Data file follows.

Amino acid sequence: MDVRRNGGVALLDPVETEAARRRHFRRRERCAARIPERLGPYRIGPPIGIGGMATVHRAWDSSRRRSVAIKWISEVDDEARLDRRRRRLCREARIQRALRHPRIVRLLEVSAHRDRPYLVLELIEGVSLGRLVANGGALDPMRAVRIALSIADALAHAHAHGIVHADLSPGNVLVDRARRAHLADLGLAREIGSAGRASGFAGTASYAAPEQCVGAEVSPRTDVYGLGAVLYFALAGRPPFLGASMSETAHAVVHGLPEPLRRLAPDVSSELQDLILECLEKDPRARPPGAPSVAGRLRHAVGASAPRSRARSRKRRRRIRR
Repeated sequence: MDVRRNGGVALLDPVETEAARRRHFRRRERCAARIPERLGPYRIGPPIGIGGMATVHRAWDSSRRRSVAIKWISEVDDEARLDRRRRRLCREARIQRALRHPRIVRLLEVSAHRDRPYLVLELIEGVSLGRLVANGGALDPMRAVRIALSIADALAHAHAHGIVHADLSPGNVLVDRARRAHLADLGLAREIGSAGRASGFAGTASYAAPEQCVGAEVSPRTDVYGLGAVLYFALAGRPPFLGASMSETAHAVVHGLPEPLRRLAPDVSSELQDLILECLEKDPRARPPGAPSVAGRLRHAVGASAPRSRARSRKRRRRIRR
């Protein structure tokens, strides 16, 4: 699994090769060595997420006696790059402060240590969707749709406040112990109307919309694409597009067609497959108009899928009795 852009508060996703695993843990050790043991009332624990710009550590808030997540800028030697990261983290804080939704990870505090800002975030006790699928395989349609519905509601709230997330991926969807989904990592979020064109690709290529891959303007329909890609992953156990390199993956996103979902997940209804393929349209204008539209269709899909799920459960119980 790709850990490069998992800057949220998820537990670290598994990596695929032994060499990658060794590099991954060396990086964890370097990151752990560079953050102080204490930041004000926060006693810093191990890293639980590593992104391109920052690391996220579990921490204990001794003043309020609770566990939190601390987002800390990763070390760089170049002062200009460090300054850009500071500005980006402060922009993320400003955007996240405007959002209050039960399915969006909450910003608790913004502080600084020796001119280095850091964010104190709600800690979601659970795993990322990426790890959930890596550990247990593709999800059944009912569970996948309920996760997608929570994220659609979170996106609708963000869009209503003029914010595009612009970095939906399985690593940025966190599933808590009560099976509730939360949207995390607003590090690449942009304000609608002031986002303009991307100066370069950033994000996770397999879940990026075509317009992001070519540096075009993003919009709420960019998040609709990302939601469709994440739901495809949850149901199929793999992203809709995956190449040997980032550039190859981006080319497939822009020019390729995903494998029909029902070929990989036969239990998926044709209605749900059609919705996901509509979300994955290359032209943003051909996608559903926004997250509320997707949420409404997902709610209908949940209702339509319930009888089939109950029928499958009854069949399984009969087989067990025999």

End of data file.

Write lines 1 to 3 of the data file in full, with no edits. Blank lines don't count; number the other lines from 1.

Amino acid sequence: MDVRRNGGVALLDPVETEAARRRHFRRRERCAARIPERLGPYRIGPPIGIGGMATVHRAWDSSRRRSVAIKWISEVDDEARLDRRRRRLCREARIQRALRHPRIVRLLEVSAHRDRPYLVLELIEGVSLGRLVANGGALDPMRAVRIALSIADALAHAHAHGIVHADLSPGNVLVDRARRAHLADLGLAREIGSAGRASGFAGTASYAAPEQCVGAEVSPRTDVYGLGAVLYFALAGRPPFLGASMSETAHAVVHGLPEPLRRLAPDVSSELQDLILECLEKDPRARPPGAPSVAGRLRHAVGASAPRSRARSRKRRRRIRR
Repeated sequence: MDVRRNGGVALLDPVETEAARRRHFRRRERCAARIPERLGPYRIGPPIGIGGMATVHRAWDSSRRRSVAIKWISEVDDEARLDRRRRRLCREARIQRALRHPRIVRLLEVSAHRDRPYLVLELIEGVSLGRLVANGGALDPMRAVRIALSIADALAHAHAHGIVHADLSPGNVLVDRARRAHLADLGLAREIGSAGRASGFAGTASYAAPEQCVGAEVSPRTDVYGLGAVLYFALAGRPPFLGASMSETAHAVVHGLPEPLRRLAPDVSSELQDLILECLEKDPRARPPGAPSVAGRLRHAVGASAPRSRARSRKRRRRIRR
């Protein structure tokens, strides 16, 4: 699994090769060595997420006696790059402060240590969707749709406040112990109307919309694409597009067609497959108009899928009795 852009508060996703695993843990050790043991009332624990710009550590808030997540800028030697990261983290804080939704990870505090800002975030006790699928395989349609519905509601709230997330991926969807989904990592979020064109690709290529891959303007329909890609992953156990390199993956996103979902997940209804393929349209204008539209269709899909799920459960119980 790709850990490069998992800057949220998820537990670290598994990596695929032994060499990658060794590099991954060396990086964890370097990151752990560079953050102080204490930041004000926060006693810093191990890293639980590593992104391109920052690391996220579990921490204990001794003043309020609770566990939190601390987002800390990763070390760089170049002062200009460090300054850009500071500005980006402060922009993320400003955007996240405007959002209050039960399915969006909450910003608790913004502080600084020796001119280095850091964010104190709600800690979601659970795993990322990426790890959930890596550990247990593709999800059944009912569970996948309920996760997608929570994220659609979170996106609708963000869009209503003029914010595009612009970095939906399985690593940025966190599933808590009560099976509730939360949207995390607003590090690449942009304000609608002031986002303009991307100066370069950033994000996770397999879940990026075509317009992001070519540096075009993003919009709420960019998040609709990302939601469709994440739901495809949850149901199929793999992203809709995956190449040997980032550039190859981006080319497939822009020019390729995903494998029909029902070929990989036969239990998926044709209605749900059609919705996901509509979300994955290359032209943003051909996608559903926004997250509320997707949420409404997902709610209908949940209702339509319930009888089939109950029928499958009854069949399984009969087989067990025999």